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   Wednesday, April 30, 2003  
If this blog had a hat, it'd be tossing it to the winds. Hot on the heels of the release of his third and best album yet, M. Ward comes to town. Just as reallyrather felt compelled to forego Wheat when they opened for John Mayer at the Shepherds Bush Empire, similar resignation was descending on discovering Matt Ward would be doing precisely the same for new labelmates Yo La Tengo. Nothing really wrong with the latter, of course, but the intimate confines of the Arts Cafe (May 24 courtesy of Rarepleasures) is a massively more sympathetic setting than the Empire for someone like Ward.
"I gravitate toward used furniture, used clothing, old sounds," he told The Independent last week. "Some of my favourite recordings are the old blues ones [where] it's pretty scratchy." Well, just as this blog has all the time in the world for the Be Good Tanyas but next to none for more straightahead traditional bluegrass, 'authentic' blues recordings don't really connect hereabouts yet Ward's music most definitely does. Transfiguration of Vincent succeeds in almost every way reallyrather might have wished and is unreservedly recommended.
Recorded on 8-track 'in [Mike Coykendall's] attic with help from his band, Old Joe Clarks' it's another minor sonic miracle. Slightly tidier than the preceeding End of amnesia - there's slightly less noises-off and patchwork nostalgia - Ward still cloaks the tunes on ToV in a wondrously spacious, almost tactile ambience. And what tunes! Tho' they might promise a succession of sombre, wristing-slitting dirges, don't let titles like Undertaker, Dead man, Sad sad song, etc mislead. ToV ranges from sweet, jaw-slackening melodiousness (Voice at the end of the line, Undertaker, Involuntary) to fuzzy uptempo chuggers (Fool says, Vincent O'Brien, Out of my head) via a couple of Kottke/Fahey-style instrumental rags and more. There's the sub-rockabilly clatter of Helicopter with it's Paul Simon-meets-Conor Oberst songline, the gothic stomp of Sad, sad song and this blog's favourite of the hour, the admirably concise Get to the table on time (90 seconds!). The voice is mostly up close and personal and multi-tracked to quite brilliant effect as and when.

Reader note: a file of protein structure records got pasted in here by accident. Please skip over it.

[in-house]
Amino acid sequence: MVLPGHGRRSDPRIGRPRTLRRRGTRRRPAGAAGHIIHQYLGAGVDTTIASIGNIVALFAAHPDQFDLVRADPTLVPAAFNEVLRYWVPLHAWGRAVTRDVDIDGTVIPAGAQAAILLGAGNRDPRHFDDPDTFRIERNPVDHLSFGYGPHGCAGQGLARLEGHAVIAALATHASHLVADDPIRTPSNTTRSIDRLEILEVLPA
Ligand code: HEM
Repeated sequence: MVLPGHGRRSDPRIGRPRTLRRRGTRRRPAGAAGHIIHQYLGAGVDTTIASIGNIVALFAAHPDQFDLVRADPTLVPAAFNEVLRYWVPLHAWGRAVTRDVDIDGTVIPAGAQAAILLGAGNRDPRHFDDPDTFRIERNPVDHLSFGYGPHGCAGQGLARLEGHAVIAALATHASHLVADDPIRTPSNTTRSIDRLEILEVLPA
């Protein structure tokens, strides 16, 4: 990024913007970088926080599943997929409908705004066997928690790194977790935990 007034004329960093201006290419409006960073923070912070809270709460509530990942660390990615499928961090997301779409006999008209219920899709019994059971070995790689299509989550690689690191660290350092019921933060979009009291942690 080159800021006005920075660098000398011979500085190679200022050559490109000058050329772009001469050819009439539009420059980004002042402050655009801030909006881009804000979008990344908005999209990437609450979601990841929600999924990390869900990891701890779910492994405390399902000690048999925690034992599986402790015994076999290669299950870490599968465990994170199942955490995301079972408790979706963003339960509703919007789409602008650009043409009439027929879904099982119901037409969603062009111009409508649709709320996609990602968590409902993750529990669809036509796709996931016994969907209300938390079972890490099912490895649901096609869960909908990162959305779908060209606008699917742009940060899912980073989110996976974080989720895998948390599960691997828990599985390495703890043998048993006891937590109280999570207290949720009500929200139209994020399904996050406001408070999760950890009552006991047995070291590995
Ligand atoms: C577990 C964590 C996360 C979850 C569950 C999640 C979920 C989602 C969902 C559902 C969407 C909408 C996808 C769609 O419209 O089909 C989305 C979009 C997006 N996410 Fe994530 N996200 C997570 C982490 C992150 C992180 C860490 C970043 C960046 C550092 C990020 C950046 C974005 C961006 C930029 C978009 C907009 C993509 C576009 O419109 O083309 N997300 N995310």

Beyond being a friend of Ward's, reallyrather has no idea who Vincent O'Brien was. Before hearing this latest album reallyrather already felt a degree of gratitude to him for inspiring Ward's scratchy, affecting ode O'Brien on End of Amnesia. This blog is doubly, triply indebted now. Buy the album, see the show...

"I hate going there...It's just a pain in the neck, you know?" - Will Oldham on the hell of having to tour Europe...

Luckily, New York's Hem don't seem to mind that much. reallyrather joined the throng at The Borderline Tuesday for their one-off sold-out show. Sans fiddle or percussion, the strings-heavy six-piece seduced the assembly with their hallmark creamy, coffee-table twang. They may be quite different personalties away from the stage but on it the four guys appear to share a remarkably similar laidback modesty in their playing. There's very little scope for grandstanding here but they don't seem to mind. Singer Sally Ellison and bass player/harmony vocalist Catherine Popper draw the ear (and eye) more directly both during and between numbers but the whole comes together with a seamless elegance. A bit like the Be Good Tanyas, Hem don't really do 'lively', much preferring the lush and languid approach. Almost apologetically they included a galloping version of The cuckoo in the encore which tho' undeniably popular, sounded least like tHem. In this band's case, nice 'n' easy does it every time...

'So that's it. I don't even have a song to complain about. Everything on this album is exquisitely sequenced, produced, and performed. This album is pure pop, both in its melodic execution and in its broad, undeniable appeal. The album sees release on June 3rd here in the States, so mark the date. That's the day you start running after the bandwagon.' All aboard!
   posted by SMc at 4:49 AM |